Today the Supreme Court unanimously ruled that the government’s tribunal fees are unlawful, accepting UNISON’s argument that the fees are restricting working people’s access to justice.
The government will have to refund any fees paid since 2013 — at a cost of about £27m.
It’s a good result, thanks to UNISON’s dogged pursuit of this case.
But it’s worth noting that when they were set up, employment tribunals were designed to help reduce workplace struggles, such as when people were sacked other workers took strike action. After they were set up, sacked workers went to a tribunal. So it’s a victory, but maybe not one that is going to do much to improve workers’ terms and conditions in the long run.
The TUC reports that when tribunal fees of up to £1,200 per case were introduced in 2013, it very quickly became clear that many working people could no longer afford to uphold their rights at work.The number of cases taken has dropped by nearly 70%. Low-paid and insecure workers have all but lost their ability to take cases – whether they’re about non-payment of the national minimum wage, unauthorised deductions from pay, or even unfair dismissal. Only union members and the well-off were guaranteed access to justice.
The number of discrimination cases has fallen through the floor too, hurting women, workers with disabilities, black and minority ethnic and LGBT+ workers who have been unfairly treated or harassed.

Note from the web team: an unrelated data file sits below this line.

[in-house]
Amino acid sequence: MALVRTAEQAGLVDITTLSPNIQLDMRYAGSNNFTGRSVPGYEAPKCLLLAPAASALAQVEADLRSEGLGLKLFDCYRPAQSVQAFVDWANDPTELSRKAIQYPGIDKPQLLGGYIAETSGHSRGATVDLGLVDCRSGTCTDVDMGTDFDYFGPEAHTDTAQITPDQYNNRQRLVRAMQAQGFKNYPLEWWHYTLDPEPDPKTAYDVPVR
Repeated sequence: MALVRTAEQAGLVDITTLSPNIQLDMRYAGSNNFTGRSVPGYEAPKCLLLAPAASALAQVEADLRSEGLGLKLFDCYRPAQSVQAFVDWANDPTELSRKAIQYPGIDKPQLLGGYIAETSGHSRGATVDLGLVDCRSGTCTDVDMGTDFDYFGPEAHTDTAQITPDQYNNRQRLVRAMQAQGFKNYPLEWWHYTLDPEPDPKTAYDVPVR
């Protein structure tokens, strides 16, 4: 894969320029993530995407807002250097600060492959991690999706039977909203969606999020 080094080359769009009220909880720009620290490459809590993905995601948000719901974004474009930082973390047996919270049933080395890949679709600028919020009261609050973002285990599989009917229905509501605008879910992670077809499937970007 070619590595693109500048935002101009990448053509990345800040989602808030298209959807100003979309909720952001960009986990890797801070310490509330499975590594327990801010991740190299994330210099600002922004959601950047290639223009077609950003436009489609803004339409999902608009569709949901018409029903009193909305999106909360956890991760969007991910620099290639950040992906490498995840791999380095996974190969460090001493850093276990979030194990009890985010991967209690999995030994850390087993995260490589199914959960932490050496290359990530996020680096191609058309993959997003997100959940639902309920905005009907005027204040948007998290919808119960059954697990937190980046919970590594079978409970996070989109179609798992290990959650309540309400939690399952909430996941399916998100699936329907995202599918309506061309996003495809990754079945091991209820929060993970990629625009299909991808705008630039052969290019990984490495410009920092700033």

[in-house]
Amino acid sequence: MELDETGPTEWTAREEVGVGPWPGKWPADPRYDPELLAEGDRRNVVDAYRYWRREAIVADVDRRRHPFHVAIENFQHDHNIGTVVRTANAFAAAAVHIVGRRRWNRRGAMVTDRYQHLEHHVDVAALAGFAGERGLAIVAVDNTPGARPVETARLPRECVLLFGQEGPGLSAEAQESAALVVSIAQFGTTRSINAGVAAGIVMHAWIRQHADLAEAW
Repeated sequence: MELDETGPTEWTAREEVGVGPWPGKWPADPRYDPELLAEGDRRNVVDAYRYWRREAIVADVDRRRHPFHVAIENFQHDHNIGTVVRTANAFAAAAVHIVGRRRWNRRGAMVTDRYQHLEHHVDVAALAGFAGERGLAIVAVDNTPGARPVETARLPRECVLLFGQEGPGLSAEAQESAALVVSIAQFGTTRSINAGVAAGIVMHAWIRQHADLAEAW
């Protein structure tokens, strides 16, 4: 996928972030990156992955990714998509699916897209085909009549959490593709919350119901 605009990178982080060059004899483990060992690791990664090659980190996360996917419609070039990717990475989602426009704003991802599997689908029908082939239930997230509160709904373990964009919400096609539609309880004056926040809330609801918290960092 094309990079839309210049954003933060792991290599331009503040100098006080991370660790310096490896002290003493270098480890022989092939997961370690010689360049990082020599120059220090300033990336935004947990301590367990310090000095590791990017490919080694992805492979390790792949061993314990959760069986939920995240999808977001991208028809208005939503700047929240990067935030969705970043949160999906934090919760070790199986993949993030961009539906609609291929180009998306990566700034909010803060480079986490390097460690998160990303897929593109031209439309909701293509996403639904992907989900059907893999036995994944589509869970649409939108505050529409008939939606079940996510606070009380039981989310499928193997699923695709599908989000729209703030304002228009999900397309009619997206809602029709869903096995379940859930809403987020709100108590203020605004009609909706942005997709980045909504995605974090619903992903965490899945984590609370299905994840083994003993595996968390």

The fees have been a bonanza for bad bosses, giving them a free rein to mistreat staff. As UNISON rightly argued, access to the courts is a vital component of the rule of law. Working rights aren’t worth the paper they’re written on unless they can be enforced.
This is a resounding defeat for the government, and they must act immediately to implement the court’s finding. Any fees paid should be refunded as soon as possible. But even then, we’ll never know how many people have missed out on justice over the last four years because they couldn’t afford to pay for it.Above all, today’s result shows the value of working people standing together in trade unions. This decision will have a lasting impact, making sure people can enforce their employment rights.
The government priced workers out of justice, sending the message that fair treatment is a luxury, not a right. They’ve been proved wrong.
Today’s victory is an example of the value of working people standing together in trade unions.